Utah State University scientists report a
watershed-scale experiment in “highly degraded” streams within Oregon's John Day Basin
demonstrates building beaver dam analogs allows beavers to increase their dam
building activities, which benefits a threatened population of steelhead trout.
"Whether or not beaver dams are
beneficial to trout and salmon has been hotly debated," says ecologist
Nick Bouwes, owner of Utah-based Eco Logical Research, Inc. and adjunct
assistant professor in USU's Department of Watershed Sciences.
Billions of dollars are spent for varied river
restoration efforts each year in the United States, he says, but little
evidence is available to support the efficacy of beaver dams.
"This may be due to the small scale of
the limited research aimed at investigating restoration effects," Bouwes
says. "So, we conducted a large-scale experiment, where the effects of
restoration on a watershed were compared to another watershed that received no
Bouwes is lead author of a paper published
July 4, 2016, in the journal Nature's online, open access Scientific Reports
that details the seven-year experiment conducted in streams within north
central Oregon's Bridge Creek Watershed. Contributing authors are Bouwes' USU
colleagues Carl Saunders and Joe Wheaton, along with Nicholas Weber of Eco
Logical Research, Chris Jordan and Michael Pollock of NOAA's Northwest
Fisheries Science Center in Seattle, Ian Tattam of the Oregon Department of
Fish and Wildlife and Carol Volk of Washington's South Fork Research, Inc.
When Lewis and Clark made their way through
the Pacific Northwest in the early 19th century, the area's streams teemed with
steelhead and beaver, said Bouwes. But subsequent human activities, including
harvesting beaver to near extirpation, led to widespread degradation of fish
Bouwes says these activities may have also exacerbated
stream channel incision, meaning a rapid down-cutting of stream beds, which
disconnects a channel from its floodplain and near-stream vegetation from the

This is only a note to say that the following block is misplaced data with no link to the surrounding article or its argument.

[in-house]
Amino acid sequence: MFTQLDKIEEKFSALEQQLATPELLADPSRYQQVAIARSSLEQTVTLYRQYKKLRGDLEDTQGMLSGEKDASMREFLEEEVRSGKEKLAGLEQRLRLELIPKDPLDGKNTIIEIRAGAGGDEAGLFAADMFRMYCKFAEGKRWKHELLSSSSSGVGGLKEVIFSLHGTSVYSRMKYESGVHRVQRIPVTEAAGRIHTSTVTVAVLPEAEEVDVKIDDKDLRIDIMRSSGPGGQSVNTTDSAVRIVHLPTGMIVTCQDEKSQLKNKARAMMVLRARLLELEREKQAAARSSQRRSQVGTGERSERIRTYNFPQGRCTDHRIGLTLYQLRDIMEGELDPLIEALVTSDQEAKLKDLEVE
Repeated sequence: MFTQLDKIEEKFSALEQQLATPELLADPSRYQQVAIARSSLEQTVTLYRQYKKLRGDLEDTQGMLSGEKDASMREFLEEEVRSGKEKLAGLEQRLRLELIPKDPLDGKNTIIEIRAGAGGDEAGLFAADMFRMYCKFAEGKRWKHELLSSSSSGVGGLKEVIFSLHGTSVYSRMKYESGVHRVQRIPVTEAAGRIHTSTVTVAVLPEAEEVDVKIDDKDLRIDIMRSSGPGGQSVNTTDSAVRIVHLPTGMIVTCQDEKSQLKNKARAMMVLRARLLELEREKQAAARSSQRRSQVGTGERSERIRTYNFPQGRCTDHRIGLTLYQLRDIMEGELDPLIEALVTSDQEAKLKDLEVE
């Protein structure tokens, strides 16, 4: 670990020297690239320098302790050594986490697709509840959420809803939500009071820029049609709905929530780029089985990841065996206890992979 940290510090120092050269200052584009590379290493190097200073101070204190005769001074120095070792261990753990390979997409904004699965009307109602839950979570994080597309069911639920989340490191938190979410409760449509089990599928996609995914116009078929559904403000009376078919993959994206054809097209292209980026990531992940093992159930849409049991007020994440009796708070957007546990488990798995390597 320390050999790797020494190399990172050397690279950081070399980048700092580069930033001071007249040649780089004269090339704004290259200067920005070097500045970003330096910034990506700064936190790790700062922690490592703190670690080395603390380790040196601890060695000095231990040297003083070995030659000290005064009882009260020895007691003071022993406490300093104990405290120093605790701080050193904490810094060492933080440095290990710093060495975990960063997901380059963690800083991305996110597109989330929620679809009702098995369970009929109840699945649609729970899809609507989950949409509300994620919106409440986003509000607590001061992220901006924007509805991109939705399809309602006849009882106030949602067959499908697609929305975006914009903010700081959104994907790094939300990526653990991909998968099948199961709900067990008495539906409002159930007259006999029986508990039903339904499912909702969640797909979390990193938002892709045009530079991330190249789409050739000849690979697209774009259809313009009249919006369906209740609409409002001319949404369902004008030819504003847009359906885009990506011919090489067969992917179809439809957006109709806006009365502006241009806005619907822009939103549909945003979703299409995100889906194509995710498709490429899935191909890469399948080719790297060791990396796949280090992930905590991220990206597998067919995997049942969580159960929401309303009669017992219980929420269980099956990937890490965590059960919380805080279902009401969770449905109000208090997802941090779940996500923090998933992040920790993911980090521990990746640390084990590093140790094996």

water table. He notes beavers build dams in the incised trenches, but because
of the lack of large, woody material, their dams typically fail within a year.
"It's an ubiquitous environmental problem
in the Columbia River Basin and throughout the world." Bouwes says.
"It sets a chain of ecological effects in motion that result in habitat
destruction, including declines in fish populations and other aquatic
To conduct the experiment, the researchers
built beaver dam analogs, known as "BDAs," by pounding wooden posts
into the stream bed, and weaving willow branches between the posts, throughout
the 32-kilometer study area.
"Our goal was to encourage beaver to
build on stable structures that would increase dam life spans, capture
sediment, raise the stream and reconnect the stream to its floodplain,"
Bouwes says. "We expected this would result in both an increase in
near-stream vegetation and better fish habitat."
Beavers quickly occupied the BDAs, resulting
in an increase in natural dam construction and longevity in Bridge Creek.
"What really impressed us was how quickly
the stream bed built up behind the dams and how water was spilling onto the
floodplain," Bouwes says.
The researchers also documented increases in
fish habitat quantity and quality in their study watershed relative to the
watershed that received no BDAs and saw little increase in beaver activity. The
changes in habitat in the watershed receiving BDAs resulted in a significant
uptick in juvenile steelhead numbers, survival and production.
"This is, perhaps, the only study to
demonstrate beaver-mediated restoration may be a viable and efficient strategy
to rehabilitate incised streams and to increase imperiled fish
populations," Bouwes says. "With so many streams that need help, we
need to look towards more cost-effective and proven means to restore streams,
and beavers may be able to do a lot of the heavy lifting for us."
-- CBB, March 4, 2016, “Council’s Science
Review Panel Looks At Broad Strategy To Restore John Day River Watershed” http://www.cbbulletin.com/436161.aspx
-- CBB, Feb. 5, 2016, “Study: Intensive,
Long-Term Monitoring Key To Determining Effects Of Habitat Restoration’ http://www.cbbulletin.com/435985.aspx